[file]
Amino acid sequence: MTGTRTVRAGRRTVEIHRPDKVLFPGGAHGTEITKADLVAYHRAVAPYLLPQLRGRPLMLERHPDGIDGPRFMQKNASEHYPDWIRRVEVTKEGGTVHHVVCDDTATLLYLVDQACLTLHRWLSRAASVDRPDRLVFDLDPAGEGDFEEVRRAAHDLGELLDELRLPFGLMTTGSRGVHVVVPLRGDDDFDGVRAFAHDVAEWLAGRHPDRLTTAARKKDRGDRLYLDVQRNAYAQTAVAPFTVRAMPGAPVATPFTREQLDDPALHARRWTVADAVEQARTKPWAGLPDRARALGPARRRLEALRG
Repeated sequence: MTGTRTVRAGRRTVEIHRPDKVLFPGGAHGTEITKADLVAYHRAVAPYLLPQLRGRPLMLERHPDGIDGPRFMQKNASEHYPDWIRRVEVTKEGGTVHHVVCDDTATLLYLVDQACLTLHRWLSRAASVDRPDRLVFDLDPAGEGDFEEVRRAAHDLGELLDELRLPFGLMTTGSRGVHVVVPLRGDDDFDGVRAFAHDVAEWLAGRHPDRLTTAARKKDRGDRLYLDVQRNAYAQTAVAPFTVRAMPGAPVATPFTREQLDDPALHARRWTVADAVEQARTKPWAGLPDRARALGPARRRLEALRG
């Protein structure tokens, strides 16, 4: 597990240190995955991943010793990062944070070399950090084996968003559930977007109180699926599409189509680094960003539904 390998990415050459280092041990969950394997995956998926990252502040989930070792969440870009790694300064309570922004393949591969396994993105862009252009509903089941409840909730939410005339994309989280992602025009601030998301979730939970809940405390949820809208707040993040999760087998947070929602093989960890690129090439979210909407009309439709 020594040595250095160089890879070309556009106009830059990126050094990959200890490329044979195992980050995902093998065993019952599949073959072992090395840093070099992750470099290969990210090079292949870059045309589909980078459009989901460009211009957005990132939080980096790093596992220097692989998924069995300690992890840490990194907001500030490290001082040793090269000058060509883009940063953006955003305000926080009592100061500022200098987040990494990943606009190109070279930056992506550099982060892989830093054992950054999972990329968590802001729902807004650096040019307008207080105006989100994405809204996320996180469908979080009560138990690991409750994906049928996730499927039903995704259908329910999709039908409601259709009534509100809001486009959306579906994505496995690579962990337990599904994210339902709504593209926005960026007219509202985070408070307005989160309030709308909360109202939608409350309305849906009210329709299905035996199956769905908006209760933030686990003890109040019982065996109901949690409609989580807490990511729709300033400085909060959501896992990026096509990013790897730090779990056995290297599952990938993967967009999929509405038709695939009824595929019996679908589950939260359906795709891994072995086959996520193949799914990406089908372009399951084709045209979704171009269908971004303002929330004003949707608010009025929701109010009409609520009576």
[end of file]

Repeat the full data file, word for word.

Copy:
Amino acid sequence: MTGTRTVRAGRRTVEIHRPDKVLFPGGAHGTEITKADLVAYHRAVAPYLLPQLRGRPLMLERHPDGIDGPRFMQKNASEHYPDWIRRVEVTKEGGTVHHVVCDDTATLLYLVDQACLTLHRWLSRAASVDRPDRLVFDLDPAGEGDFEEVRRAAHDLGELLDELRLPFGLMTTGSRGVHVVVPLRGDDDFDGVRAFAHDVAEWLAGRHPDRLTTAARKKDRGDRLYLDVQRNAYAQTAVAPFTVRAMPGAPVATPFTREQLDDPALHARRWTVADAVEQARTKPWAGLPDRARALGPARRRLEALRG
Repeated sequence: MTGTRTVRAGRRTVEIHRPDKVLFPGGAHGTEITKADLVAYHRAVAPYLLPQLRGRPLMLERHPDGIDGPRFMQKNASEHYPDWIRRVEVTKEGGTVHHVVCDDTATLLYLVDQACLTLHRWLSRAASVDRPDRLVFDLDPAGEGDFEEVRRAAHDLGELLDELRLPFGLMTTGSRGVHVVVPLRGDDDFDGVRAFAHDVAEWLAGRHPDRLTTAARKKDRGDRLYLDVQRNAYAQTAVAPFTVRAMPGAPVATPFTREQLDDPALHARRWTVADAVEQARTKPWAGLPDRARALGPARRRLEALRG
């Protein structure tokens, strides 16, 4: 597990240190995955991943010793990062944070070399950090084996968003559930977007109180699926599409189509680094960003539904 390998990415050459280092041990969950394997995956998926990252502040989930070792969440870009790694300064309570922004393949591969396994993105862009252009509903089941409840909730939410005339994309989280992602025009601030998301979730939970809940405390949820809208707040993040999760087998947070929602093989960890690129090439979210909407009309439709 020594040595250095160089890879070309556009106009830059990126050094990959200890490329044979195992980050995902093998065993019952599949073959072992090395840093070099992750470099290969990210090079292949870059045309589909980078459009989901460009211009957005990132939080980096790093596992220097692989998924069995300690992890840490990194907001500030490290001082040793090269000058060509883009940063953006955003305000926080009592100061500022200098987040990494990943606009190109070279930056992506550099982060892989830093054992950054999972990329968590802001729902807004650096040019307008207080105006989100994405809204996320996180469908979080009560138990690991409750994906049928996730499927039903995704259908329910999709039908409601259709009534509100809001486009959306579906994505496995690579962990337990599904994210339902709504593209926005960026007219509202985070408070307005989160309030709308909360109202939608409350309305849906009210329709299905035996199956769905908006209760933030686990003890109040019982065996109901949690409609989580807490990511729709300033400085909060959501896992990026096509990013790897730090779990056995290297599952990938993967967009999929509405038709695939009824595929019996679908589950939260359906795709891994072995086959996520193949799914990406089908372009399951084709045209979704171009269908971004303002929330004003949707608010009025929701109010009409609520009576």